Tidal energy developer’s investment decision confirmed after first turbine comes into operation at Scottish facility
Atlantis Resources is set to begin constructing the next phase of its high profile MeyGen tidal energy project off the coast of Scotland next year, the company announced yesterday.
The news comes with confirmation from Stroma Tidal Power Ltd – the company behind the project development which is wholly-owned by Atlantis Resources – of its investment decision to proceed to construction of Phase 1B of the MeyGen facility in 2017.
Stroma Tidal Power (STPL) said it had carried out a competitive tender process for the construction contracts for the new phase – known as Project Stroma – which the firm described as an “important step in demonstrating progress to a lower cost of energy for tidal stream”.
It follows recent news the first installed turbine in the initial phase of the flagship MeyGen facility – the world’s largest tidal power array and a winner at the BusinesGreen Technology Awards earlier this month – is now operating at full capacity and sending electricity to the grid.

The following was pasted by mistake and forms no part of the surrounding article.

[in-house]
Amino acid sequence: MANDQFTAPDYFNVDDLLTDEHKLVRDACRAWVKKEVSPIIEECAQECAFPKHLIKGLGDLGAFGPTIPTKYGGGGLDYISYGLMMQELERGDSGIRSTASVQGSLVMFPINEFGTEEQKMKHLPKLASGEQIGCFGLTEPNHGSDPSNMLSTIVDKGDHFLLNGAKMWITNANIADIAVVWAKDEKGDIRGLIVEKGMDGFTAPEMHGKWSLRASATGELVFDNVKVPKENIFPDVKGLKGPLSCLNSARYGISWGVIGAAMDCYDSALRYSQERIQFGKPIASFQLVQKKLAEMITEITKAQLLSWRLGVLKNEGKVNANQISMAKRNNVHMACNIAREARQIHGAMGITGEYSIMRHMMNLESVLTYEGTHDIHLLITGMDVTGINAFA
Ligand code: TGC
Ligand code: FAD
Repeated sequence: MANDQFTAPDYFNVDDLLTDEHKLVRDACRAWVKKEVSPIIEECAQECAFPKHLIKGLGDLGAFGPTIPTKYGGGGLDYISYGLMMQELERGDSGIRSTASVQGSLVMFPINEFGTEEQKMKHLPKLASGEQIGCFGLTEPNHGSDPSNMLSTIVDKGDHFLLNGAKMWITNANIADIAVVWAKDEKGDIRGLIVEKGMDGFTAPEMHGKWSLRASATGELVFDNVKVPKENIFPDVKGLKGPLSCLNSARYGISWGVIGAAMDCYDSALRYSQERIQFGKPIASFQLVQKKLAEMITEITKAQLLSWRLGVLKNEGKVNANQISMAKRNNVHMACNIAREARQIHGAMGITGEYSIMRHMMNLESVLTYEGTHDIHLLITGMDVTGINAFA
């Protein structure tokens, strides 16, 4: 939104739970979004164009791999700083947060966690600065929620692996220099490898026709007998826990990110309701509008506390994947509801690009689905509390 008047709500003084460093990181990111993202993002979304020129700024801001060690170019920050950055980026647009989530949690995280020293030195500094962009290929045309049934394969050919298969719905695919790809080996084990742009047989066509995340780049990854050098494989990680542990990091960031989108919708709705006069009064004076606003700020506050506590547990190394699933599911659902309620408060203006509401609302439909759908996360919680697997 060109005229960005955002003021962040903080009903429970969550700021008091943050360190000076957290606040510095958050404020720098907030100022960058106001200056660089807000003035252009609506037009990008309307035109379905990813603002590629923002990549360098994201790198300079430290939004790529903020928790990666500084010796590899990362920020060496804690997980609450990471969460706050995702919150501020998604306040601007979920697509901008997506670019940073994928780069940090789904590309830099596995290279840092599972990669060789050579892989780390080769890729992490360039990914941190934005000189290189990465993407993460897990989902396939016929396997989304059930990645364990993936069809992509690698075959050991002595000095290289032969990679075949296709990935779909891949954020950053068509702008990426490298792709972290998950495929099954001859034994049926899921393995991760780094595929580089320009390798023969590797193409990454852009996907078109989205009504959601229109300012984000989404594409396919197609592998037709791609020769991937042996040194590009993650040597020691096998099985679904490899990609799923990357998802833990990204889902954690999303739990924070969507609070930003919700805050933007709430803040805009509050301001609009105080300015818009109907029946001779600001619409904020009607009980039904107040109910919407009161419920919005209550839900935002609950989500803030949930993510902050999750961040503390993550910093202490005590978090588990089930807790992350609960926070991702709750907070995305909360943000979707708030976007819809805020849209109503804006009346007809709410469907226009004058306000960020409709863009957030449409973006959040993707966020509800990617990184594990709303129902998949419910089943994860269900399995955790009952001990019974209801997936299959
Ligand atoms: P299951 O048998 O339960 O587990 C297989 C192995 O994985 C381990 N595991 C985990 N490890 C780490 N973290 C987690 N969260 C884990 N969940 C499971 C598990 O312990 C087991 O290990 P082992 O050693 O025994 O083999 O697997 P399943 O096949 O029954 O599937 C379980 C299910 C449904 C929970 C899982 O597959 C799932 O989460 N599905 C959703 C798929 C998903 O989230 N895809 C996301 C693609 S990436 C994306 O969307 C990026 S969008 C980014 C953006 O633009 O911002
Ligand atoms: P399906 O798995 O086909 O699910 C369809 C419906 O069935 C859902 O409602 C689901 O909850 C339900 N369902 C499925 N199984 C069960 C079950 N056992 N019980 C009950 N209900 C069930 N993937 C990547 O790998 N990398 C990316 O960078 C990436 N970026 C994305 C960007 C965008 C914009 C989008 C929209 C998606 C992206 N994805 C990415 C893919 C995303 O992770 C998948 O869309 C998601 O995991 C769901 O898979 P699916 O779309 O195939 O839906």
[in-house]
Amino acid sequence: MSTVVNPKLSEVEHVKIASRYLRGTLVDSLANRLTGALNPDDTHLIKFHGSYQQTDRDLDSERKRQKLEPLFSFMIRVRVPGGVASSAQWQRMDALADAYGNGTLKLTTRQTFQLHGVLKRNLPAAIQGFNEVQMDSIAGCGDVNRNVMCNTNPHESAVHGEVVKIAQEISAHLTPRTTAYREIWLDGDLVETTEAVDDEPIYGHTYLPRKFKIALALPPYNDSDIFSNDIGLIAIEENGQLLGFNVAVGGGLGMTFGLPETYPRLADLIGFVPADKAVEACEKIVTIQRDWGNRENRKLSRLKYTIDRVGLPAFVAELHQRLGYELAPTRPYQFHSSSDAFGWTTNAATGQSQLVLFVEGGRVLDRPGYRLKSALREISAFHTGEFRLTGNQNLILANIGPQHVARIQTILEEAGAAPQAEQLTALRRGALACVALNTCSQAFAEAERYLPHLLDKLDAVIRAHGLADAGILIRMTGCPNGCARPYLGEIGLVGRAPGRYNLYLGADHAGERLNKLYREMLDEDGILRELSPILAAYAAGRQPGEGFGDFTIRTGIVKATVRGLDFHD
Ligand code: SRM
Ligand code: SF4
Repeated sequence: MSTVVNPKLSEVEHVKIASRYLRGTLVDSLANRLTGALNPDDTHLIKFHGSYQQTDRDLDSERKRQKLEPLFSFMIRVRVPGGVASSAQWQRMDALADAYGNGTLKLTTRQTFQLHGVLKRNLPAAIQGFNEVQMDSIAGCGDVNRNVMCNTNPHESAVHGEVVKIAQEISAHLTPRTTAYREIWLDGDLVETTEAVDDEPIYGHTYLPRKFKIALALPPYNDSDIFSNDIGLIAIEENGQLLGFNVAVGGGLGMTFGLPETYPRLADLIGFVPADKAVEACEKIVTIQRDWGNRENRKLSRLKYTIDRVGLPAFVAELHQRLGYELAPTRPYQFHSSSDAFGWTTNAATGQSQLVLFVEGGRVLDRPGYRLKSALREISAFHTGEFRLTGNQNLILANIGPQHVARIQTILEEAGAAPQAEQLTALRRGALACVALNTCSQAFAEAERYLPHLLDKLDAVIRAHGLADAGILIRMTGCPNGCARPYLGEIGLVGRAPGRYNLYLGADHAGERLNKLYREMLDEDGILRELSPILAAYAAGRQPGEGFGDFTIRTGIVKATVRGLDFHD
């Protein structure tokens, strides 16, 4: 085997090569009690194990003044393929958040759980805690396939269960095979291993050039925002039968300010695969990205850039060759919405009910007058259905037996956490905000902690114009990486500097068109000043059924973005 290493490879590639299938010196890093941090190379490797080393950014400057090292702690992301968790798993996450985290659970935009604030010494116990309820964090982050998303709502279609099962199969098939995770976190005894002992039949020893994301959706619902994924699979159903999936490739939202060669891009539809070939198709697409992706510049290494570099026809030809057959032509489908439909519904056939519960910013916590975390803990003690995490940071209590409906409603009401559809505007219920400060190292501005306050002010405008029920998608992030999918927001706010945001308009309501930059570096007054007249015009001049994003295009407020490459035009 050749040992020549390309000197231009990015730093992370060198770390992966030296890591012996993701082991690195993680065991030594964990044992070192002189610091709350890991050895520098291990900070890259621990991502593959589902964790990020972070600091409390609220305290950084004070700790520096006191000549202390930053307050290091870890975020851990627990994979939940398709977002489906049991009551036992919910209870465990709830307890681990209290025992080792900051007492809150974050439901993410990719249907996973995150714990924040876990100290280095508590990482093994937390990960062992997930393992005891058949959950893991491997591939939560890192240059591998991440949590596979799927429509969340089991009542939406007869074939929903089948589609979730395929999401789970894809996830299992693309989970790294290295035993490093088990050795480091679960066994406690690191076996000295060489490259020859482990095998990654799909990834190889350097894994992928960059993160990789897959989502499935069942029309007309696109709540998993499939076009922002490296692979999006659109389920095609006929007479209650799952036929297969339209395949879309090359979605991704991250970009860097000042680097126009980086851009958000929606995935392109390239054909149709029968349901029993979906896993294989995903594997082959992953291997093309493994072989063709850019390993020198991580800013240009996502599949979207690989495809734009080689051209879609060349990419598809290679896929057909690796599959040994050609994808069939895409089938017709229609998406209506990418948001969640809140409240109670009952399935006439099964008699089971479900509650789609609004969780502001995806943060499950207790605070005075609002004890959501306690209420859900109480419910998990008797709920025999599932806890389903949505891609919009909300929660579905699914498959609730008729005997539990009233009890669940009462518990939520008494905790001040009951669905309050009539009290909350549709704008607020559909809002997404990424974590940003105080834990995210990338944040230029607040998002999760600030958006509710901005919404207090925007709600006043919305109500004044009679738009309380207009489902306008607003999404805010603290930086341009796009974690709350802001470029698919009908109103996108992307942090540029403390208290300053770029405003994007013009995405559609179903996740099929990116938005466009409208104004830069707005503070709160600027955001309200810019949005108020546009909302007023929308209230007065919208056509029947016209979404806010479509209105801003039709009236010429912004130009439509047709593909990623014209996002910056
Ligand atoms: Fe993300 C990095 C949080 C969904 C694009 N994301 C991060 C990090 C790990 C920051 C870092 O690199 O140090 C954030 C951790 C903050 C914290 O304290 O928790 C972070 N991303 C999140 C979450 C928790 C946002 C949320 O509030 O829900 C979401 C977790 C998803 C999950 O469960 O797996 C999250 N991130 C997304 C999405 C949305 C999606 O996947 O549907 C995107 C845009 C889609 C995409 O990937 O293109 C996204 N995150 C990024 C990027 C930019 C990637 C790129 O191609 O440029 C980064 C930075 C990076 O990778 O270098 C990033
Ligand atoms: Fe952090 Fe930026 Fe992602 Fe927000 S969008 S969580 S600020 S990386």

Project Stroma will include larger diameter rotors to capture more energy from the tidal flow as well as optimised turbine power ratings, Atlantis Resources said.
In addition, the next phase will use drilled foundation structures rather than the more material-intensive gravity foundations used in phase 1A of the MeyGen development.
The turbines to be used in construction of the next phase will be provided by Marine Current Turbines Ltd, which was purchased by Atlantis from Siemens in 2015 in an all-share deal.
“The lessons we have learned from Phase 1A and the confidence it has given to both us and our supply chain allow us to deliver significant improvements and refinements in this next phase,” said Tim Cornelius, CEO of Atlantis. “We believe these improvements will yield more electricity for each pound of investment and represent a material step down our cost reduction curve. STPL has been working towards this investment decision in line with the specified programme for the NER300 fund, which has awarded €16.8m of grant support to Project Stroma.”